Marriage isn’t always the best choice for everyone, and the term “common-law marriage” gets thrown around a lot in today’s society. But it can actually have very specific legal meaning. That meaning is never more apparent than when one person seeks to dissolve the marriage and go their own way. It takes two to be married, but only one to start the divorce process. While the specifics vary by state, there are a few commonalities that you should know when it’s time to escape your common-law spouse or kick him or her to the curb. Common-law divorce is usually just divorce, and it can get ugly.
Is Your Common-Law Marriage Legal?
First off, there’s no common-law divorce without a common-law marriage. In most states, common-law marriage means your relationship has to pass at least these three basic qualifiers:
- Cohabitation. You must live with your partner.
- Both people involved must show “intent” that they are married. It takes two to tango, so no one can be forced into common-law marriage against their will.
- As final proof, the married couple must have announced and acted publicly as such. Regardless of whether that’s two husbands, two wives, or husband and wife, the public appearance of such a family is one of the cornerstones of common-law marriage.
The final consideration is that the marriage must be otherwise legal in the state. For instance, in areas where gay marriage is not recognized, there may be no common-law protections in place. Also, if either spouse is married already, or under a condition that prevents marriage (such as specific immigration or criminal situations), any claims to common-law status are revoked.
How to Go About Separation
When avenues of communication break down and you just aren’t seeing eye-to-eye anymore, it may be time to start the separation process. If your relationship isn’t a common-law marriage, then it’s just the breakup of roommates or peers and follows the local ordinances for such. If you do qualify as part of a common-law marriage, then the steps for separation in your state likely follow the same as for legally married couples. Whether or not you’ve got a marriage certificate or have given vows and exchanged rings, you must follow your state’s procedures for ending the marriage.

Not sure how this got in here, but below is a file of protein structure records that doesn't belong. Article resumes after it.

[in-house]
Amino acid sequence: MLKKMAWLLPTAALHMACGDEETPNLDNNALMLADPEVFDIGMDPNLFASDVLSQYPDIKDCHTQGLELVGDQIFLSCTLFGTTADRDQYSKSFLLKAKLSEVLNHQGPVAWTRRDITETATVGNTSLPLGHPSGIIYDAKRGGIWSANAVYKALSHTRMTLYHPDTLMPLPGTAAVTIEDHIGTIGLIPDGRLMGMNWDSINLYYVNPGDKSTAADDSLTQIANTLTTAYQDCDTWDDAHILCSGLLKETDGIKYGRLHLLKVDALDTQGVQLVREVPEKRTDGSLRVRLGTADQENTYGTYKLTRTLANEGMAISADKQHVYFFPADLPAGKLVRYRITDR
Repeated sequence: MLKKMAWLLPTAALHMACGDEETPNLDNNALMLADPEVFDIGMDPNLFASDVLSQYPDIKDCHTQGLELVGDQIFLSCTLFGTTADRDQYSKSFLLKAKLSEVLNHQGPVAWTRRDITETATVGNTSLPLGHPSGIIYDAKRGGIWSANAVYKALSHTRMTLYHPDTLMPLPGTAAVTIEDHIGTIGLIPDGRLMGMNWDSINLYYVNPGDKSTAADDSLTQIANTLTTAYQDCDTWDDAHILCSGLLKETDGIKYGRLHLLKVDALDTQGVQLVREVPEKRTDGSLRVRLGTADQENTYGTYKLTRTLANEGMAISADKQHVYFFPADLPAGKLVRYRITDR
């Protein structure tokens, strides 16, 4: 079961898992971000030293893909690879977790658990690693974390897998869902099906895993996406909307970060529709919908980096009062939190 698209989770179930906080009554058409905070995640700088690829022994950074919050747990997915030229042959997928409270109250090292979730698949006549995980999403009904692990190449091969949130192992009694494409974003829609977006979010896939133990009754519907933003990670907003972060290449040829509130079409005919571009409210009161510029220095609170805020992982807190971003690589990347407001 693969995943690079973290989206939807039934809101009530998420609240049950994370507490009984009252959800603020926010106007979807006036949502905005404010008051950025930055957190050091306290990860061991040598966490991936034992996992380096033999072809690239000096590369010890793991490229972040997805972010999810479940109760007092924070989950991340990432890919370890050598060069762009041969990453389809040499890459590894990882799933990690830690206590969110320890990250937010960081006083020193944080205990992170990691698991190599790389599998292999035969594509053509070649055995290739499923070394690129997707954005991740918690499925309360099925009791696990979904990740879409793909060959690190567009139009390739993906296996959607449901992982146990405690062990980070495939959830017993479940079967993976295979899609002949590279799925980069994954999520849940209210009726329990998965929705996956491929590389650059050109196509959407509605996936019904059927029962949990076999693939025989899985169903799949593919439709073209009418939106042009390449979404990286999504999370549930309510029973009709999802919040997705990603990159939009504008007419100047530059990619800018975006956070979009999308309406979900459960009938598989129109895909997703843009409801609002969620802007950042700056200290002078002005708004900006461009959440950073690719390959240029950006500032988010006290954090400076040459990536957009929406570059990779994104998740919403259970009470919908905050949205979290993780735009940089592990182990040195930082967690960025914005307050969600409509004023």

Traditionally, this requires filing for either separation or divorce with the courts and paying the appropriate fees. Lawyers may help pro bono or with minor financial consideration if there is a mutual dissolution of the relationship, a no-fault situation, but it’s entirely possible that things could otherwise drag out in court every bit as much as if you had a legally binding written marriage certificate or license.
When Things Don’t Go as Planned
If you can keep things amenable, you can likely get everything done for just court fees. If your soon-to-be-former common-law spouse fights the divorce agreement, however, remember that you are both bound by the marriage laws of your state. In this situation, you may well find yourself needing to get a legal-fee loan and paying a lawyer to ensure your property is properly divided, your income or assets are protected, and possibly even to take care of maintaining the rights of your children and parenthood.
In these respects, it’s often best to take full advantage of those free consultations and divorce-assistance offers you hear on the radio from local attorneys. At the very least, they can point you in the right direction and let you know if you can nullify obligations by having your common-law marriage recognized as not being a true marriage or if the laws of marriage in your state apply and you must go through the courts for resolution.